Lewis Hamilton again showed that he seems to know the quickest way around the Circuit Gilles Villeneuve. Hamilton won his first pole and his first race here in his debut F1 season in 2007. On Saturday, he managed to outpace the pole-dominant Red Bulls, as well as his team mate, Jenson Button, who said of his own performance, vis a vis Hamilton’s, “I was happy with my Q3 lap, but I couldn’t touch Lewis. It was a phenomenal lap from him. He’s qualified on pole every time he’s been here, so he’s obviously a specialist around this place.”
While Hamilton’s best Q3 lap was undeniably quick, and is something of a wake up call for the Red Bull boys, who have had a monopoly on pole positions thus far this year, the Red Bulls were only two and three tenths of a second behind Hamilton, a margin which is likely at least in part attributable to the fact that Hamilton was on the option tire and the Red Bull pilots, Mark Webber and Sebastian Vettel, were on primes.
This tire difference could play a factor in the race. The options begin to degrade very quickly, which should force Hamilton to pit much earlier than the Red Bulls, especially considering that Hamilton is notoriously cruel to his tires. This should work in the Red Bull favor if the race unfolds without on-track incidents.
But it’s worth remembering that Montreal is, as many of the paddock pundits are fond of saying, like a cross between Monaco and Monza. Much of the track is bordered by walls, like a street circuit (which, technically, it is), but its layout is a classic combination of long straights linked by tight hairpins and chicanes. That being the case, it’s no wonder that safety car deployments are quite common during the Canadian Grand Prix. Some races here have seen as man as four visits of the safety car to the track, with the effect of making such races seem like NASCAR events.
The point here, of course, is that if the safety car is deployed early in the race, it would very likely work in Hamilton’s favor, as he’d be able to dive into the pits and get his mandatory tire swap out of the way, without losing much track position. The Red Bull boys would not be able to do that, however, as they’d want to run the majority of the race on primes. By the same token, a full course yellow in the latter stages of the race could have a similar windfall effect for the Red Bulls.
Ferrari’s Fernando Alonso rounded out the second row, with a pace that was only a hair behind Vettel’s. This was a reassuring performance for the Maranello squad, considering ow miserably they fared at the previous venue at Istanbul. And although Alonso was only a quarter of a second quicker than his team mate, Felipe Massa, that margin translates into three grid positions, which will also no doubt please the Spaniard, who continues to consolidate his position as the dominant driver of the team. No wonder he stated publicly that he’s happy that Massa’s contract has been extended for another two years. He seems to have the measure of the Brazilian.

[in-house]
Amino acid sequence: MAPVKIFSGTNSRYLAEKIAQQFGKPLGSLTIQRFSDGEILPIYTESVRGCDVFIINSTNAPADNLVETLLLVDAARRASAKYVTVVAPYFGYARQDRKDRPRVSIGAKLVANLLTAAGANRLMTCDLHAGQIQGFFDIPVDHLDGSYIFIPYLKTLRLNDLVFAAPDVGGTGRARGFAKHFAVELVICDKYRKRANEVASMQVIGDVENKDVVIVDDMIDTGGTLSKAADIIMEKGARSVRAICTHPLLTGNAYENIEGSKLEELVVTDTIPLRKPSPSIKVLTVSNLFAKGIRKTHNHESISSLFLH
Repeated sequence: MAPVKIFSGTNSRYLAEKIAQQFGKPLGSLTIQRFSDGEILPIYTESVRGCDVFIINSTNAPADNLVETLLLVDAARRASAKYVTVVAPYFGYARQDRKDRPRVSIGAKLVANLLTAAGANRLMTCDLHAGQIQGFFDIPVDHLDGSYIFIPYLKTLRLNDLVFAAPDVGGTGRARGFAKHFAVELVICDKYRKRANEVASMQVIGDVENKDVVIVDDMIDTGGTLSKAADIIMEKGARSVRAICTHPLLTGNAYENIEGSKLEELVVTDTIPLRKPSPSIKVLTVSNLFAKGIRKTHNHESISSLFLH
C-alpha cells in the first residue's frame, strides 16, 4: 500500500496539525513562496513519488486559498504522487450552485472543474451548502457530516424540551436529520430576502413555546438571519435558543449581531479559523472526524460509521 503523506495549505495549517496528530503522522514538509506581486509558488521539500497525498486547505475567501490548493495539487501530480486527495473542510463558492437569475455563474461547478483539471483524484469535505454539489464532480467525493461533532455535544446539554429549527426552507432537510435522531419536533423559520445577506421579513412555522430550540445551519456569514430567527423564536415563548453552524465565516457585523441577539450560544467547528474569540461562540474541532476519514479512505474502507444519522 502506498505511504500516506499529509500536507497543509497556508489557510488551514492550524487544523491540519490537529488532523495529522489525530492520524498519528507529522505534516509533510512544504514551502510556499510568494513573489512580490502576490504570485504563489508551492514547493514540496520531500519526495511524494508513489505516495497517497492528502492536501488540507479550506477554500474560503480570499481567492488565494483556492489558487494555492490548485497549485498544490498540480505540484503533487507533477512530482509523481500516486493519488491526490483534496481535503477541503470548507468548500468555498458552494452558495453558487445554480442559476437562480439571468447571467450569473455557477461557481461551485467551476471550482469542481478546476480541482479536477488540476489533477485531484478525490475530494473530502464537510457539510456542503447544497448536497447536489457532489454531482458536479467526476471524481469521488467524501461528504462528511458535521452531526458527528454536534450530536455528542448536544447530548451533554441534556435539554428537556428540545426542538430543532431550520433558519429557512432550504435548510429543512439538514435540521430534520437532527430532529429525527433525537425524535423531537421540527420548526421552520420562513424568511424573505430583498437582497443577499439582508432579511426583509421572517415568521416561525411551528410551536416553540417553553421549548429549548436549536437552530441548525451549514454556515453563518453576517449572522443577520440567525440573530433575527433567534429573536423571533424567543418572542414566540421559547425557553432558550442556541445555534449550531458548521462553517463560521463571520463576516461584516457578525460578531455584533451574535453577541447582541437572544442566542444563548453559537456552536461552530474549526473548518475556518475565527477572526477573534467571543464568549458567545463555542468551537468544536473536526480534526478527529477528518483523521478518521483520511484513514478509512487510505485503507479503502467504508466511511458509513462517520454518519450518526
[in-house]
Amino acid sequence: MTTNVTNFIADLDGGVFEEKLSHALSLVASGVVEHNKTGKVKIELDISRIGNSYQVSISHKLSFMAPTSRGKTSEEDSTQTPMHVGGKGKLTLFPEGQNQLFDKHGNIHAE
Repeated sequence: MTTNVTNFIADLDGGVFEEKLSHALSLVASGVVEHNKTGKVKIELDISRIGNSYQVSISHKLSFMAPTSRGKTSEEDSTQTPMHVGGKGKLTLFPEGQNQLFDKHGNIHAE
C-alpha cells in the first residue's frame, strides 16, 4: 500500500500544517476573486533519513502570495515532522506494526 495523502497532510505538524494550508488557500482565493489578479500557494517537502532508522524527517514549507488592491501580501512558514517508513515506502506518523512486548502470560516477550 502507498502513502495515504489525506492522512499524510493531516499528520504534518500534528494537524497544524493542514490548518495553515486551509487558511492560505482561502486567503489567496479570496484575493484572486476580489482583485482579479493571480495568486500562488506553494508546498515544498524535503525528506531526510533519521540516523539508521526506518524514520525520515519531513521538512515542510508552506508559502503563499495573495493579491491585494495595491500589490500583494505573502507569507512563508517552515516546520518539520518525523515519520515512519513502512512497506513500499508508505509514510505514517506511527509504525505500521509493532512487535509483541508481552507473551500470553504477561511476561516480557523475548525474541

Jenson Button was nearly a half second slower than his team mate, Hamilton, which doesn’t bode well for his race. Considering that Webber, Vettel and Alonso are ahead of him, he’s likely to make the podium only if two thirds of that trio make mistakes. And after their embarrassing coming together at Istanbul, the Red Bull brats will take a bit more care when running in close quarters together.
Robert Kubica made another impressive showing in the Renault. He’s becoming a usual suspect in Q3, although for the most part Renault have found podiums beyond their grasp this year. But their trajectory definitely seems to be positive, and Kubica was easily quicker than the other factory team on the grid, Mercedes.
Mercedes, in fact, was alarmingly slow. Nico Rosberg resumed his early season habit of outpacing his team mate, Michael Schumacher. Rosberg was four tenths quicker than the uber-driver, but Rosberg only managed 10th on the grid, and was the only one of the Q3 qualifiers not to break 1:16.00. Schumacher, for his part, never made it past Q2. He was on a final flyer late in that session which might have saved his bacon for the final round, but he outbraked himself and cut the final chicane, which invalidated that lap.
Mercedes’ qualifying woes seemed to be centered around tires. They couldn’t seem to get either compound to work to their liking. Last year’s iteration of this car, under the Brawn badge, was noticeably problematic in cooler temperatures. For some reason, the chassis and setup were unable to generate sufficient heat in the tires to bring them up to peak performance levels quickly and consistently. Tires have a natural life cycle, largely predicated on their heat levels, and if this cycle is disrupted, the performance of the tires can be hobbled. One wonders if something of the sort might have happened with the team again this year, as the weather at Montreal has been a bit cooler than what we’ve seen at previous venues this season.
The only other real surprise in Q3 on Saturday came from Force India’s Tonio Liuzzi, who snagged sixth spot, ahead of team mate Adrian Sutil, who was ninth. Sutil has consistently outperformed Liuzzi thus far this year, and Liuzzi has been complaining to the team of handling problems with his chassis. The team finally replaced his chassis to help address the problem, and Liuzzi promptly thanked them by rounding out the third row on the grid, ahead of both Mercedes, both Renaults and one of the Ferraris.